“This was when we were in New York. Mike Thorne knew him. I’d said I’d like some harmonica on “Perfect”, and did Mike know any good players. He said, ‘Let’s ask David Johansen.’ He was doing his Buster Poindexter –project. I was slightly apprehensive. I didn’t know what he was going to be like. But he was wonderful, very funny guy. Warm, quick-witted, pleasant to spend time with. It was a really enjoyable session.

“There were a lot of well-known session players, a chap called Wix, he played the accordion – I think that was first-take as well – he was brilliant. He ended up joining Paul McCartney’s band. Of course, Zeke played drums as well as doing some vocals. It was one of those things where we didn’t have a set band at the time. I wanted to avoid that bass, drum, two guitars set-up.”

How did you feel about the finished album at the time?

“I was thrilled. We mixed it at Martin Rushent’s studio, Genetic Sound. Paul was a pleasure to work with. He was extremely professional, kept copious notes, very old school the way he approached things. Burning Blue Soul was a fantastic experience, and Ivo was brilliant, but of course because we’d just have the odd day here and there – it was such a tiny recording budget –I didn’t have the luxury of taking time over the sounds and working slowly and effectively. So I was really thrilled to have this expensive-sounding album. It would have been 30 or 40 times what Burning Blue Soul was. I think the most expensive album I made was Mind Bomb which was hundreds of thousands. It was crazy. Yeah, hundreds of thousands.”

Are you a perfectionist?

“I used to be, but I’m not anymore. I’ve been doing quite a lot of film scores and you just can’t do. There are a lot of tight deadlines. I used to literally drive drummers to tears. I would come home from the studio and all through the night I’d have my headphones on, listening, and my poor girlfriend would be trying to sleep and I’d be taking notes.

Let’s talk about the Soul Mining box set. There were extra tracks on the original cassette version of the album. Why aren’t they included here?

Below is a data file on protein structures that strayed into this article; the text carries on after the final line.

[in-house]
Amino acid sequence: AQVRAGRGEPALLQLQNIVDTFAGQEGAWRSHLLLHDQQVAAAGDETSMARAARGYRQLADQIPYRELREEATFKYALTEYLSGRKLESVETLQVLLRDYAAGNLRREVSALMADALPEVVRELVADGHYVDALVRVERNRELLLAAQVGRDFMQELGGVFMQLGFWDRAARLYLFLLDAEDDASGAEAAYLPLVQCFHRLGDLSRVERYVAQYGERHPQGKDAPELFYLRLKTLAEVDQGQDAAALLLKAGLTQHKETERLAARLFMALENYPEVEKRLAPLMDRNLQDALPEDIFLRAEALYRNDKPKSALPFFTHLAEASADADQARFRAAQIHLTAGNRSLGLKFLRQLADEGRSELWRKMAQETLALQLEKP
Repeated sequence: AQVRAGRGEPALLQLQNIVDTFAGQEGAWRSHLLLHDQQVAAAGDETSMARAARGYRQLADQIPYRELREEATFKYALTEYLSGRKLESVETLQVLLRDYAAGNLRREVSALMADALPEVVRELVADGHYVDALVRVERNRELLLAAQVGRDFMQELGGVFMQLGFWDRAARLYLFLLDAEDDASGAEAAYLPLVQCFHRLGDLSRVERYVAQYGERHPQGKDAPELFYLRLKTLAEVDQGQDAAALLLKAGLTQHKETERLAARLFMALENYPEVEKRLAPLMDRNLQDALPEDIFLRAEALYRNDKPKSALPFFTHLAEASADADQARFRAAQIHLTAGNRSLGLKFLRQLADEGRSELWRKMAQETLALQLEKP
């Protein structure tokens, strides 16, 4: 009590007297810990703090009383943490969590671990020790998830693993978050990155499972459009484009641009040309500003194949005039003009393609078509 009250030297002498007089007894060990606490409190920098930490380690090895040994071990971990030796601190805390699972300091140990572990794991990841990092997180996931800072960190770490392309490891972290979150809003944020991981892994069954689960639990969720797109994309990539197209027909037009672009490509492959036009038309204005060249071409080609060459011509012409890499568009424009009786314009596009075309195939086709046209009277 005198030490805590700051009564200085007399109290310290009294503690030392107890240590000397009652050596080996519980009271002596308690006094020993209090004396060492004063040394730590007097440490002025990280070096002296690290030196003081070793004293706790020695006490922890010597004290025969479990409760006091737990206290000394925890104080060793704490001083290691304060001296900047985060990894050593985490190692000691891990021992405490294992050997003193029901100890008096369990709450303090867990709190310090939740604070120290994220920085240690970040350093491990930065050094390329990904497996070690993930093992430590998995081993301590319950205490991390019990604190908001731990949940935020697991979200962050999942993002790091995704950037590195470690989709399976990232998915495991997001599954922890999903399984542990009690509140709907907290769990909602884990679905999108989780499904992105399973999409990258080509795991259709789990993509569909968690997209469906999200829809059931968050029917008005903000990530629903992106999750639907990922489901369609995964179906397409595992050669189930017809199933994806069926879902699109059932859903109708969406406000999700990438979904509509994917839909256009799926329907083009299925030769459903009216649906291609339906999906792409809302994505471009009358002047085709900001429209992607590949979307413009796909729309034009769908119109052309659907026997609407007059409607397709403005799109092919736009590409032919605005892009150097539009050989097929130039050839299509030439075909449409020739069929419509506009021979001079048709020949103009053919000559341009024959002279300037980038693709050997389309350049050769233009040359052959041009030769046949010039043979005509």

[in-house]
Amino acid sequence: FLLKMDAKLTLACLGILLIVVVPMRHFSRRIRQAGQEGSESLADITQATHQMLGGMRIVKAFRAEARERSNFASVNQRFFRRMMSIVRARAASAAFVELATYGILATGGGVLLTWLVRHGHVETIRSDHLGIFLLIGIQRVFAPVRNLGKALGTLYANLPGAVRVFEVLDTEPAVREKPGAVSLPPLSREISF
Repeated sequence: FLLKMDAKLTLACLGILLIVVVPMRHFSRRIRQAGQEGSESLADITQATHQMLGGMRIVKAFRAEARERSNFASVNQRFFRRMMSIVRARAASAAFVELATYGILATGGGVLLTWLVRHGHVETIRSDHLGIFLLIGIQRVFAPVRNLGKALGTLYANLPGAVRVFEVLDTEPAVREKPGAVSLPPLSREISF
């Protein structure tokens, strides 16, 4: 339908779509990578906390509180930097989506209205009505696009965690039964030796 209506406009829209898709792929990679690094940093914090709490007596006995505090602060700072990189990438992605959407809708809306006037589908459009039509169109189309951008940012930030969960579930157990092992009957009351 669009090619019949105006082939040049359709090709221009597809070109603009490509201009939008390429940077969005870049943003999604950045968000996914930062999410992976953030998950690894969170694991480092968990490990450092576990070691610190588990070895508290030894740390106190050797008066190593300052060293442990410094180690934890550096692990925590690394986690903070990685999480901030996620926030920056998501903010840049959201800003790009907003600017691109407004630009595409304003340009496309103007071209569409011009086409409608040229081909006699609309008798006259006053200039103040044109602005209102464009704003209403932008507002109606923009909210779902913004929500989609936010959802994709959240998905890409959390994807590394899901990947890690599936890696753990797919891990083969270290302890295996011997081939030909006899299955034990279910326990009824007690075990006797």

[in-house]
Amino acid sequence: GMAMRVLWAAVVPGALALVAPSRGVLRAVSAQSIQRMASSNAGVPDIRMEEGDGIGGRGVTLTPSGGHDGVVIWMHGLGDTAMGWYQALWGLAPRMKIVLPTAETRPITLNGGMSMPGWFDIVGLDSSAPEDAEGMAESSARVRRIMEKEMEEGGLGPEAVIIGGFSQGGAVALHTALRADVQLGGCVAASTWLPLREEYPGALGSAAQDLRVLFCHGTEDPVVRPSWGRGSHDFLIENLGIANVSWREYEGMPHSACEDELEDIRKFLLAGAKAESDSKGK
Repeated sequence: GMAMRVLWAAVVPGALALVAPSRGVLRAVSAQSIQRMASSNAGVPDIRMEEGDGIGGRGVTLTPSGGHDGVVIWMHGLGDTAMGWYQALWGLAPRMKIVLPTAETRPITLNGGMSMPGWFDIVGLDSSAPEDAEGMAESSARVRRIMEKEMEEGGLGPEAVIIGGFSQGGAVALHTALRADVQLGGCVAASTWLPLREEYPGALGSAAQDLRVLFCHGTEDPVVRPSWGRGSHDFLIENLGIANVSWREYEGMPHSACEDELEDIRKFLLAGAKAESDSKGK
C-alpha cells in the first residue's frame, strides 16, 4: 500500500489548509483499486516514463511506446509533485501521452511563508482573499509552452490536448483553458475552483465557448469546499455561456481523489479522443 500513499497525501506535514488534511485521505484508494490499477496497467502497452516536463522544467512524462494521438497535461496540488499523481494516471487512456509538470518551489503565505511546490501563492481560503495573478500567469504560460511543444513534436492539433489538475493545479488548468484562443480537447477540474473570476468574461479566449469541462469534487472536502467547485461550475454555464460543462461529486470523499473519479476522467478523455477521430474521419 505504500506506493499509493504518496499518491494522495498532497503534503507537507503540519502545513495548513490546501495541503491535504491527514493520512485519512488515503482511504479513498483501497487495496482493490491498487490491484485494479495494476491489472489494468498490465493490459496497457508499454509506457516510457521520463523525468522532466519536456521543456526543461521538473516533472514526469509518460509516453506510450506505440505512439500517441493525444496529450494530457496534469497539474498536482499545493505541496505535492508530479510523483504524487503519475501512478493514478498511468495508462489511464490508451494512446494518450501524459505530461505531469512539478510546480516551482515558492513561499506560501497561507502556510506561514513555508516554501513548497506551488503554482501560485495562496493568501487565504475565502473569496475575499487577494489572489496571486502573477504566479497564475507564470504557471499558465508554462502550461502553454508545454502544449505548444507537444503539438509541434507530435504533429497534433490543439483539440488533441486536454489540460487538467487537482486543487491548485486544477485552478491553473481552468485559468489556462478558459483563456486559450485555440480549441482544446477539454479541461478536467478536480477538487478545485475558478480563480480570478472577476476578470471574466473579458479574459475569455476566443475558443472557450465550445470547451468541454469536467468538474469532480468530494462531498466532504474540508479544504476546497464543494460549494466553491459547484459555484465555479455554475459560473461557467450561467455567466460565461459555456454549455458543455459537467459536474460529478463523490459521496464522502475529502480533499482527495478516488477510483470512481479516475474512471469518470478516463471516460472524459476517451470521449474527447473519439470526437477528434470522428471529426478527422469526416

“They belonged to The Pornography Of Despair. When I signed to CBS they said, ‘What material have you got beyond Soul Mining?’ I said ‘Well, there’s this…’ They replied, ‘OK, can you re-record it to make it more commercial.’ So The Pornography Of Despair would be my first album for CBS. Then I was tempted to re-record the tracks but, they weren’t strong enough to be the next album. But they’d lost a lot of the grit, the urgency, of the original Pornography Of Despair album, so they ended up as B-sides.

“I know a lot of people liked those tracks, but for putting this release together I wanted to go the purest route. This is just about Soul Mining’ not with bits of The Pornography Of Despair tacked on. I am going to release The Pornography Of Despair. At the moment I’m going through my archives. I’ve just taken delivery of the dehydration unit… there’s a science to all this stuff. So the room’s being set up at the moment and tapes are being delivered but a lot of them are unmarked. I’m digitising the tapes as I go through them.”

Where do you think Soul Mining fits into the broader body of your work?

“It’s one of the crucial foundation projects really. People often talk about that ‘quartet’ of albums I did for CBS. The hard thing for me is that I get people complaining that I haven’t bought a new album out, and then when I do they complain that it doesn’t sound like the last one. I try to make each album very unique, so they all really just sound like themselves.”

What are your future plans?

“I’ve just finished the score for Hyena, which opened the Edinburgh Festival. I’ve just had a premiere at Hot Docs in Toronto. Their sleeves are being done and they’ll be released at some point over the next six months to a year. I’ve got a small book publishing company. I published my first book of 2012. That was my dad’s memoirs. My parents ran east London’s most popular music house in the ‘60s, and my uncle Kenny was one of London’s top promoters, he promoted people like John Lee Hooker, The Kinks, Jerry Lee Lewis, Gene Vincent. There’s a documentary being made about that. There’s a lot going on.

“I’m working on this Swedish project which has got funding from the Swedish arts council, which is a media project which involves music, poetry, light installations and a documentary film. That’s quite a big project and that’ll be released as two separate CDs.”

And you recently had a carnivorous plant named after you at the Chelsea Flower show…

“Yeah! I’d never been there before and this chap – a lovely, lovely guy – had grown up with my music and wanted to know, would I mind having a little triffid named after me. I was quite honoured. It did take a little nip out of me when I touched it… They eat flies, small insects and small mammals and he won his 16th gold medal, he just contacted me yesterday, it was great. So lots of exciting things.”